Yes, you need some stinkin’ papers!

I left work today to go order some new eyeglasses.  My route took me through a checkpoint staffed by soldiers.  For Westerners, these are mostly perfunctory…slow the car down…get waved on through.  In 33 months in Saudi Arabia, I have NEVER been stopped at a checkpoint – until today – well, except for my speeding ticket, and that doesn’t count.

As I approached the checkpoint, I noticed the soldier staring at me oddly.  I had not done anything wrong, that I knew.  But, I could tell by his manner, he was about to stop me.  Sure enough, he held his hand out and down, the palm toward me.

I slowed to a halt and lowered the window.  He stepped up an smiled slightly.

Soldier:  “kayfahal.”  How are you?

Me:  “kwaize.”  Good.

Soldier:  “humdallah?”  Thank God?

Me:  “nam.”  Yes. The soldier’s response is the normal response from any Muslim, and he was prompting me.  It’s a response I will remember from now on and use in situations like this…or with the muttawa.

Soldier:  “some other words in Arabic that I don’t understand…passport.”

Me:  “Ah.”  I reach over into my bag, and pull out my wallet – from which I extract my alien resident’s card.

Me:  “iqama.”

Soldier:  “Ahhhhh.”  He takes the Iqama and reads it, then looks back to me.  “jeems?”

Me:  “nam.

Soldiers:  “Christian?”

This stopped me a bit, where the rudimentary Arabic did not.  jeems is the way Arabic speakers pronounce James, which is my first name.  I am used to that.  But, the Christian bit…it took me a moment to realize whether he was asking if my middle name was Christian, or if I was a Christian.  It very quickly dawned on me that he meant the latter.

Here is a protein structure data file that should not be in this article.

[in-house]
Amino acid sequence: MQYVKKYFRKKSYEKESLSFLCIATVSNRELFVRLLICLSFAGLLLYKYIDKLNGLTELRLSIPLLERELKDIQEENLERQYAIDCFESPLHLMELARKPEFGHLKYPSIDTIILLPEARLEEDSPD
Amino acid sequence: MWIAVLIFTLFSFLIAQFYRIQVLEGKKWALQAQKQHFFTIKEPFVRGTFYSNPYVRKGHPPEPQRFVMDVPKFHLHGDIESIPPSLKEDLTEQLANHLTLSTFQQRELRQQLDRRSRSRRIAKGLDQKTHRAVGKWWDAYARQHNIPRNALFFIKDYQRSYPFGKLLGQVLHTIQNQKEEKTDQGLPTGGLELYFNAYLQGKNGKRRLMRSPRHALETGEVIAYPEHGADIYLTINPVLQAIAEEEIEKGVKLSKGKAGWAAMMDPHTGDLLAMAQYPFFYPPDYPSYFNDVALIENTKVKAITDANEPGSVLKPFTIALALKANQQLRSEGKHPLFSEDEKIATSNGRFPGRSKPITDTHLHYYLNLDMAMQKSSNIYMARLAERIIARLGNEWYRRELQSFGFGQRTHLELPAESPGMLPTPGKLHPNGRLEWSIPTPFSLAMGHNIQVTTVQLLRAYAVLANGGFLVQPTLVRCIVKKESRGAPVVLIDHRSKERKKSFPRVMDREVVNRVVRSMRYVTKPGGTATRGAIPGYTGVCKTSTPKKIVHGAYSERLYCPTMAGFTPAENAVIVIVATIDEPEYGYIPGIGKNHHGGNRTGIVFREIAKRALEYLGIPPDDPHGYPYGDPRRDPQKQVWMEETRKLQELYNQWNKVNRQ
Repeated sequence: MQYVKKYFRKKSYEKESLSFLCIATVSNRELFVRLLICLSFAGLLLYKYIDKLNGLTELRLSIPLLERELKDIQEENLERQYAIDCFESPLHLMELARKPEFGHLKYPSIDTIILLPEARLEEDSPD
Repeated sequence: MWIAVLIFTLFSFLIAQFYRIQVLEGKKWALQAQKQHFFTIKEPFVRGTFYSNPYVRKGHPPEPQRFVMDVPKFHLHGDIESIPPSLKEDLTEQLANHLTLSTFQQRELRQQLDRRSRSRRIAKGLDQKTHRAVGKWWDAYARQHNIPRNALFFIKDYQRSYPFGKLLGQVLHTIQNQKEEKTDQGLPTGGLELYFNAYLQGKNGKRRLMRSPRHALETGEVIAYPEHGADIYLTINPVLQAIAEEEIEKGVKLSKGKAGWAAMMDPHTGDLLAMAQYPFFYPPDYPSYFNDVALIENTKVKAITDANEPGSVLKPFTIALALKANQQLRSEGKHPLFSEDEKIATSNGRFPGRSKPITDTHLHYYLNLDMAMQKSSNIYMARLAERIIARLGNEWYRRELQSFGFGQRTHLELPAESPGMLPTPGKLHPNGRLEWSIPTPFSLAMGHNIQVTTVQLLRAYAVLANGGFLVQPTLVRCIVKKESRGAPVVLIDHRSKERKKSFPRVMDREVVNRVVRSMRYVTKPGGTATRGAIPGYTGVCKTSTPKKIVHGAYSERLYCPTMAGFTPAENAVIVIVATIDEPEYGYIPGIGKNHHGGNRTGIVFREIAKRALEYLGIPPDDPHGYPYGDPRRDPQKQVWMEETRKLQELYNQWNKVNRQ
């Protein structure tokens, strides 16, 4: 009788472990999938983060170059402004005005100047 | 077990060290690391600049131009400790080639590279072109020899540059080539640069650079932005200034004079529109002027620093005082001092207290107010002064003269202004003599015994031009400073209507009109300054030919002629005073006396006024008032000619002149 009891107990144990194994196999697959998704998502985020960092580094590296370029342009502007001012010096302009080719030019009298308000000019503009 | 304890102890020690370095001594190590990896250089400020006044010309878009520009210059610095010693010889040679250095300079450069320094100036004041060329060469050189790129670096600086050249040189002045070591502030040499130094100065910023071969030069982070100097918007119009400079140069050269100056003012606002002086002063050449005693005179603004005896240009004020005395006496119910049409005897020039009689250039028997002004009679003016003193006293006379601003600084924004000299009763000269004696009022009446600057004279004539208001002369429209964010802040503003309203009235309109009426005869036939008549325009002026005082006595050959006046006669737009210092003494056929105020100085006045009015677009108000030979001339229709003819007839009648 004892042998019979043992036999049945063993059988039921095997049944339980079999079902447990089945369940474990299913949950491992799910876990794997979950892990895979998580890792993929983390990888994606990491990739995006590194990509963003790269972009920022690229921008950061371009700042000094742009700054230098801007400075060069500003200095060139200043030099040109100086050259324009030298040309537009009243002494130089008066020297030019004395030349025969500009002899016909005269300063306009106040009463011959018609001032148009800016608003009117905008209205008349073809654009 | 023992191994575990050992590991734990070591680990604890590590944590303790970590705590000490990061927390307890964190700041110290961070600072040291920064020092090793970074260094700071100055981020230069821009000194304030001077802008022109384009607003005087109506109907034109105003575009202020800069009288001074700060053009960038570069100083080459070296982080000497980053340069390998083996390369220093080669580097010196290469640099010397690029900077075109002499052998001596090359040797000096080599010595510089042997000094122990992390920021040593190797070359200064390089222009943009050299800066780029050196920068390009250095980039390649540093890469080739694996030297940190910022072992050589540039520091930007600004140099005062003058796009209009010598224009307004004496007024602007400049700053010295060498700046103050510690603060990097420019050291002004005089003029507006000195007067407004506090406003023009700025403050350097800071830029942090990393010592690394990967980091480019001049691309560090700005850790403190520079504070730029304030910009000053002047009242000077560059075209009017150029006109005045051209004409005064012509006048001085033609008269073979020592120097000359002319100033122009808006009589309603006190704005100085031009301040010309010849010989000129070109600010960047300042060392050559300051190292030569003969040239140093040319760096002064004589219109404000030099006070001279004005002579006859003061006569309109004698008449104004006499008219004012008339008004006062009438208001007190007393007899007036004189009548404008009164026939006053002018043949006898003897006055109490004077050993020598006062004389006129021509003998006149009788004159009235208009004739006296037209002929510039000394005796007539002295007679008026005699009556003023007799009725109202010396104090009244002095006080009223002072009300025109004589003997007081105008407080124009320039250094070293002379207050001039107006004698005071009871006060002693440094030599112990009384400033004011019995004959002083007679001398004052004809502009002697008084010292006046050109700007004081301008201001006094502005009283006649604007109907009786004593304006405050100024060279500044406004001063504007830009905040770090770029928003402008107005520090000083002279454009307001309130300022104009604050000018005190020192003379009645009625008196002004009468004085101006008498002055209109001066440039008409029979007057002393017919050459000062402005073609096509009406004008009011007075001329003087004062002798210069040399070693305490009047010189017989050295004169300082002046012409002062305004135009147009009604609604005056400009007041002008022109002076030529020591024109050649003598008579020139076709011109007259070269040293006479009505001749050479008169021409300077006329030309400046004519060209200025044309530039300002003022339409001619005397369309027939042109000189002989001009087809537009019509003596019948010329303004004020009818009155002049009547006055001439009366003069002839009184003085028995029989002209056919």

In that situation, there are only two allowable answers.  Yes or Muslim.  Since everyone’s religion is written on their Iqama, there was really only one allowable answer (regardless the true answer).

Me:  “nam.

Soldier:  Hands the Iqama back to me.  “Okay.  Good luck.”

And, then he passed me on down the road.

Since then, I am thinking my goatee may have caught his eye.  Not that men don’t wear goatees here.  But, I’ve allowed mine to become quite long, which is quite odd for Westerners.  So, I am thinking he didn’t really know what to make of it.

One more new experience.  At least I had the right stinkin’ papers.

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